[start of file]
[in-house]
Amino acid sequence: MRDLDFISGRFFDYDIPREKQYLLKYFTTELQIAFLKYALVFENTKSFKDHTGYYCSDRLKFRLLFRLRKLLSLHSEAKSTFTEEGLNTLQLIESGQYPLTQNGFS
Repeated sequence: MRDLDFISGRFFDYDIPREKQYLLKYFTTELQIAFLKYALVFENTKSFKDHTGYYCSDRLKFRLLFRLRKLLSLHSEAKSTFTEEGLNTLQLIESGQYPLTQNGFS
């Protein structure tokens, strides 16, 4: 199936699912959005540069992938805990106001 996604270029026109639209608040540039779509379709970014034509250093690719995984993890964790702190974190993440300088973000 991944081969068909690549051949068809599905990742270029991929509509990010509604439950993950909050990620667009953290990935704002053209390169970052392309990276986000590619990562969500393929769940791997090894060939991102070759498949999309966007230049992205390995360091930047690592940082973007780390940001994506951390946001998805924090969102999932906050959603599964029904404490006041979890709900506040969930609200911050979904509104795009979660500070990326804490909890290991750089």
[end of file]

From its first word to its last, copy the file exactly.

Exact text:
[in-house]
Amino acid sequence: MRDLDFISGRFFDYDIPREKQYLLKYFTTELQIAFLKYALVFENTKSFKDHTGYYCSDRLKFRLLFRLRKLLSLHSEAKSTFTEEGLNTLQLIESGQYPLTQNGFS
Repeated sequence: MRDLDFISGRFFDYDIPREKQYLLKYFTTELQIAFLKYALVFENTKSFKDHTGYYCSDRLKFRLLFRLRKLLSLHSEAKSTFTEEGLNTLQLIESGQYPLTQNGFS
């Protein structure tokens, strides 16, 4: 199936699912959005540069992938805990106001 996604270029026109639209608040540039779509379709970014034509250093690719995984993890964790702190974190993440300088973000 991944081969068909690549051949068809599905990742270029991929509509990010509604439950993950909050990620667009953290990935704002053209390169970052392309990276986000590619990562969500393929769940791997090894060939991102070759498949999309966007230049992205390995360091930047690592940082973007780390940001994506951390946001998805924090969102999932906050959603599964029904404490006041979890709900506040969930609200911050979904509104795009979660500070990326804490909890290991750089």